Commentary: The Rise and Scandalous Fall Of USC Water Polo Coach Jovan Vavic

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Whatever critics might say about Jovan Vavic, NO ONE ever accused him of being unprepared. Photo Courtesy: Catharyn Hayne

Editor’s Note: Jovan Vavic, former USC head men’s and women’s water polo coach, will be arraigned today in federal court in Boston, MA on criminal racketeering charges, in connection with the massive Varsity Blues scandal that has rocked America’s higher education system. Vavic remains the biggest casualty in an investigation whose full scope has yet to be determined.

Since 2012, Michael Randazzo has covered NCAA varsity water polo. In that time he has had a number of encounters with Vavic. Highlights from their interactions are included below.

The dramatic demise of Jovan Vavic’s unparalleled career at Southern Cal has stunned the world of American water polo. The accomplishments his men’s and women’s teams have recorded over a quarter-century are historic: ten men’s and six women’s NCAA titles and an overall record of 1,156-238. Those 16 titles represent 15% of the Trojans’ haul of 107 won in a century of play in all sports, and are more than any other coach in USC history.

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Photo Courtesy: Catharyn Hayne

But the luster of that record is cheapened and diminished by the nationwide Varsity Blues admissions scandal in which Vavic has been caught up. Arrested by the FBI almost two weeks ago on a criminal racketeering charge, he faces far more than the dishonor brought on by alleged corrupt activities at USC. If fully enforced, the criminal RICO statute—first used to convict members of the Mafia three decades ago—carries a prison term of up to 20 years and severe financial penalties, including as much as $250,000 in fines.

[After a Quarter Century in Troy, Jovan Vavic Fired as USC Men’s & Women’s Head Water Polo Coach]

Later today, with his career in shambles, Vavic will plead for his life and reputation—guilty or not guilty. To the water polo community, this is an unimaginable development, and I personally find it hard to reconcile the circumstances with the person I’ve covered for the past six years.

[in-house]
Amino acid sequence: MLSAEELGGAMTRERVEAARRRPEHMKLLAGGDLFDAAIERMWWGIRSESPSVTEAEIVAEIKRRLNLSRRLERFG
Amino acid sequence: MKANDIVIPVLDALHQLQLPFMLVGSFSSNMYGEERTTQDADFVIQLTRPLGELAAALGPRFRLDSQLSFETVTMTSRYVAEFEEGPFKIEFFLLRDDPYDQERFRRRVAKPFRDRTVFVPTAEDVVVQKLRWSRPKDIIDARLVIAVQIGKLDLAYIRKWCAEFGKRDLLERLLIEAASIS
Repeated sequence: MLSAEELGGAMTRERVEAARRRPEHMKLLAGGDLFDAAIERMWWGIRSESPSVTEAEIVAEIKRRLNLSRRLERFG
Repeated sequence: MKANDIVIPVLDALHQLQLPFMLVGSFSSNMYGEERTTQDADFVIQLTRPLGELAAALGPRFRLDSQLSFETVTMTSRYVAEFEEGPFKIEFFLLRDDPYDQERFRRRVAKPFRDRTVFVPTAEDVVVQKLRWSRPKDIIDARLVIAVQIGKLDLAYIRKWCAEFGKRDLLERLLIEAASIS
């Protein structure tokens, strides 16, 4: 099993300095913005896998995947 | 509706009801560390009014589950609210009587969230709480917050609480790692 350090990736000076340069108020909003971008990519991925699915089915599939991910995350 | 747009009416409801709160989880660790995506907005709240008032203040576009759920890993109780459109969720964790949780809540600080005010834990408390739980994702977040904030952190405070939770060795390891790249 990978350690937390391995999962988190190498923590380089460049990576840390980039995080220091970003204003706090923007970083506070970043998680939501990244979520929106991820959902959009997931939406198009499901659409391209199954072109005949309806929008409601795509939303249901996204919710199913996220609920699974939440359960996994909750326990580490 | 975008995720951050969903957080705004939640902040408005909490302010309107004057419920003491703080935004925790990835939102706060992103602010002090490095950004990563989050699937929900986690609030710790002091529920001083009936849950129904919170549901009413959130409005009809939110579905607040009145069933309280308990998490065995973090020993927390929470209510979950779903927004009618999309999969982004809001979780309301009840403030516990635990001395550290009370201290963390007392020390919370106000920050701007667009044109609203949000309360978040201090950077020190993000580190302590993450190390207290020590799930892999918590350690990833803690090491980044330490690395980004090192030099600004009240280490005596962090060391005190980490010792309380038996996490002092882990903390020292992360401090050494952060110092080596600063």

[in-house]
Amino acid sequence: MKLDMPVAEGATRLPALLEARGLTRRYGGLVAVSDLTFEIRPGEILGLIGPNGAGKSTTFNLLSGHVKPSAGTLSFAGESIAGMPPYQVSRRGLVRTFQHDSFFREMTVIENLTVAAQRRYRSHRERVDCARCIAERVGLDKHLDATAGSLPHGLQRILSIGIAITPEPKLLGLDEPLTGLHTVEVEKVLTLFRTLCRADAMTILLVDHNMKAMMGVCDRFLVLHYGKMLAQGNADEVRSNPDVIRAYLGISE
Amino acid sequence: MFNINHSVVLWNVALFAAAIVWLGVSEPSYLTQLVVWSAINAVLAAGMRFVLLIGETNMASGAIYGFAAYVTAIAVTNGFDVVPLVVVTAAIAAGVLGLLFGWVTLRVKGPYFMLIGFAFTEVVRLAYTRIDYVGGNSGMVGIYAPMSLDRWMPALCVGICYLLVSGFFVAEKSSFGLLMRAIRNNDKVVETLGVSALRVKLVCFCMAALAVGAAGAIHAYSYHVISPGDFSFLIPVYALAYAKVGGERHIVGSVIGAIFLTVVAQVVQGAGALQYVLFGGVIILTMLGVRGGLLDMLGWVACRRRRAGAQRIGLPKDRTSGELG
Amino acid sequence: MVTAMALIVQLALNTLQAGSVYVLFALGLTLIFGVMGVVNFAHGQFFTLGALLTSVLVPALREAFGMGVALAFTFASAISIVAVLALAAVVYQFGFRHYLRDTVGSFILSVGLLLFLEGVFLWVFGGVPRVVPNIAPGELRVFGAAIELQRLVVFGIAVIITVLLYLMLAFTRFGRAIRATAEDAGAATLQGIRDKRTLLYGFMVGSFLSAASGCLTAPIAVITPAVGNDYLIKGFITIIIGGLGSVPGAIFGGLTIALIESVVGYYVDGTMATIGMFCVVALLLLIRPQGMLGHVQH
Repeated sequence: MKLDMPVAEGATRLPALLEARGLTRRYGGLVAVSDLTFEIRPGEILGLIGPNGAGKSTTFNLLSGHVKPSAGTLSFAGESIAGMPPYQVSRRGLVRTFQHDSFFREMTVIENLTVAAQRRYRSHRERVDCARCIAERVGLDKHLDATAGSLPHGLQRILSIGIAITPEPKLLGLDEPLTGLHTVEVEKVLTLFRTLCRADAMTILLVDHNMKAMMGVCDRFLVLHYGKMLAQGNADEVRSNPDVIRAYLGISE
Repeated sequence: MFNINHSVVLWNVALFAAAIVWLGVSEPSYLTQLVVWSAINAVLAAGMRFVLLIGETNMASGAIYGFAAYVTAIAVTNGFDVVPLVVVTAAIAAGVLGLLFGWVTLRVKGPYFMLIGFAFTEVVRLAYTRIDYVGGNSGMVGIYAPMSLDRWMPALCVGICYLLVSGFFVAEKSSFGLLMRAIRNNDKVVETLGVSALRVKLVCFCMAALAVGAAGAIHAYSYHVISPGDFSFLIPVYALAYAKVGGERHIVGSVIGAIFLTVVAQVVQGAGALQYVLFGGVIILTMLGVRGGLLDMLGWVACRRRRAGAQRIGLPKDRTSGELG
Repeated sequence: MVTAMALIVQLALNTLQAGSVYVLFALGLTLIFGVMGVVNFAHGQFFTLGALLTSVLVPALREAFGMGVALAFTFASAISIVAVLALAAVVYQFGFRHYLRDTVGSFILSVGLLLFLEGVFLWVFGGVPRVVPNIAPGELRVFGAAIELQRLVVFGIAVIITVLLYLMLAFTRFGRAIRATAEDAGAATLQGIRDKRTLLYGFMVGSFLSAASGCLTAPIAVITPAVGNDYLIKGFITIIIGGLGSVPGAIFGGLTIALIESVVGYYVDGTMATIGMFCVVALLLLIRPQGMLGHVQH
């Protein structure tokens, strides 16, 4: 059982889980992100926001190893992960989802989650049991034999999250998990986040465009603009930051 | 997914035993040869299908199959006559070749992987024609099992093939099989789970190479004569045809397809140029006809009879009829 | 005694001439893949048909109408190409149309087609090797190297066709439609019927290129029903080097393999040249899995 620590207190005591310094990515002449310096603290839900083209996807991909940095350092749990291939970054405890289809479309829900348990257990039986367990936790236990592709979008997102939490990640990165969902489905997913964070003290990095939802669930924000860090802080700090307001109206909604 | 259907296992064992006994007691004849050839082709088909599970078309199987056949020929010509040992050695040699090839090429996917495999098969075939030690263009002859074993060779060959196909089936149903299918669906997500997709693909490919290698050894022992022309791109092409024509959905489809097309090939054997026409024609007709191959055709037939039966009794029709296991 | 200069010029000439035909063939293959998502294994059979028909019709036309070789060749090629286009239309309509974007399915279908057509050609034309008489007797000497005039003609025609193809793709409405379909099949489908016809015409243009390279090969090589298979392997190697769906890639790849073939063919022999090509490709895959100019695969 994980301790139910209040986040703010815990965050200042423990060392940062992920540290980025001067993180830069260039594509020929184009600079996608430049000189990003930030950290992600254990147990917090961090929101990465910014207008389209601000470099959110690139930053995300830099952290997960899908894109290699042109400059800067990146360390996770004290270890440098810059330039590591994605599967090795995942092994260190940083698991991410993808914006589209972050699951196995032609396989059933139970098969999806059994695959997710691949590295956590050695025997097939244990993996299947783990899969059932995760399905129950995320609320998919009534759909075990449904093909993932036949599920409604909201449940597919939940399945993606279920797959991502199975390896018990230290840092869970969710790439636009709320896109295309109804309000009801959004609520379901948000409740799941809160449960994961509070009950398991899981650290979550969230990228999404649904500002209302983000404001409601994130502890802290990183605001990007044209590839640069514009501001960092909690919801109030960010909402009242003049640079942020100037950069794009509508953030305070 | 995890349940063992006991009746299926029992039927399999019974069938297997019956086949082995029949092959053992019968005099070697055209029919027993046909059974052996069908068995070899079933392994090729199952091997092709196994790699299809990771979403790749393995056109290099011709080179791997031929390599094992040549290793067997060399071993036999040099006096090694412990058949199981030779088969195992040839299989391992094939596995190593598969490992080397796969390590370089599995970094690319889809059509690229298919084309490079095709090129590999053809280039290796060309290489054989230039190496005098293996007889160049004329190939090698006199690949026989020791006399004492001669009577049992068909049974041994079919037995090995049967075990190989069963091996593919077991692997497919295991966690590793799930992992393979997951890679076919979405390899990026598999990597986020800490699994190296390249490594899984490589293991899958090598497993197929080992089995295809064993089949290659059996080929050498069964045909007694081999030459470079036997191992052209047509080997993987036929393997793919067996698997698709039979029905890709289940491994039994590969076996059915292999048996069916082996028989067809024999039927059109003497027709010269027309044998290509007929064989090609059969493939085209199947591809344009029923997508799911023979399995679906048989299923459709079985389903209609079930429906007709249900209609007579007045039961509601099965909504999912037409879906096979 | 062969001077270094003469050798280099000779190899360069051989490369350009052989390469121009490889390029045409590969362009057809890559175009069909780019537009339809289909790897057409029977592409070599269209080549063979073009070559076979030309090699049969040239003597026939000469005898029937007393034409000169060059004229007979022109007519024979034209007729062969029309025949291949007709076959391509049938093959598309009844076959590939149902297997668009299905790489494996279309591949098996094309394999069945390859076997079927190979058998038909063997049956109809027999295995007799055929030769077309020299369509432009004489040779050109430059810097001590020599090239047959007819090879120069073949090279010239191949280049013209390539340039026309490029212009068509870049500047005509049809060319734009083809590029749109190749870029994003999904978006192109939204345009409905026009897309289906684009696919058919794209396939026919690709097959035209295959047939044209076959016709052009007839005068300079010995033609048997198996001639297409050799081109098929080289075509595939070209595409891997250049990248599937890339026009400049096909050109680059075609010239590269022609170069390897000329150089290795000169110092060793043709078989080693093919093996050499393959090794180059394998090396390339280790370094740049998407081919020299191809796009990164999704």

In considering this reversal of fortune—from the most successful coach in American polo history to a disgraced felon possibly headed for as many as 20 years in prison—I choose to look back at select interactions with the man whom I, and others, have compared favorably to UCLA’s John Wooden, the one-time Wizard of Westwood, identified as the greatest coach in NCAA history.

My first encounter with Vavic, in December 2012 at USC, was from a distance. I had followed a mercurial St. Francis College men’s team from its basement pool in Brooklyn Heights to its second NCAA Final Four in three years, and was unprepared for the scene at what was then the McDonald’s Swim Stadium. Having never seen outdoor polo before, it was a little overwhelming to take in the nation’s two best teams—USC and UCLA—playing for a national championship in a such a scenic venue.

The Trojans won 11-10, holding off their fiercest rivals in the final seconds to cap an undefeated season and fifth-straight NCAA title. I remember none of it; my only recollection was a bizarre victory ritual: everyone possible—players, coaches, fully dressed spectators—leapt into the pool.

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Vavic with son Marko after winning the 2018 NCAA title. Photo Courtesy: Catharyn Hayne

In that moment, Coach Vavic and his players, surrounded by adoring fans, were as joyful as any group of competitors in the world, carefree and sopping wet.

Catching on that this was a phenomenal coach enjoying success unseen in Los Angeles since Wooden dominated NCAA basketball with ten titles in 12 years, I finally tracked Vavic down in October 2013 for my first interview with him. Over the phone I referenced the UCLA great; Vavic acknowledged how much Wooden’s methods had permeated his thinking.

Jovan Vavic: I have many of John Wooden’s books. Just to even be mentioned in the same sentence with him is not fair.

He’s just so way above all of us. But I thank you. He was a great educator and a great basketball mind. But he was also a very strong disciplinarian without having to use strong language, and that’s not really easy. I am very impressed with this side of his coaching—that he was able to control and manage his players without having to be overly disciplinarian, using aggressive language or being a strong personality. He was able to get the most out of his players just by creating the atmosphere of competition.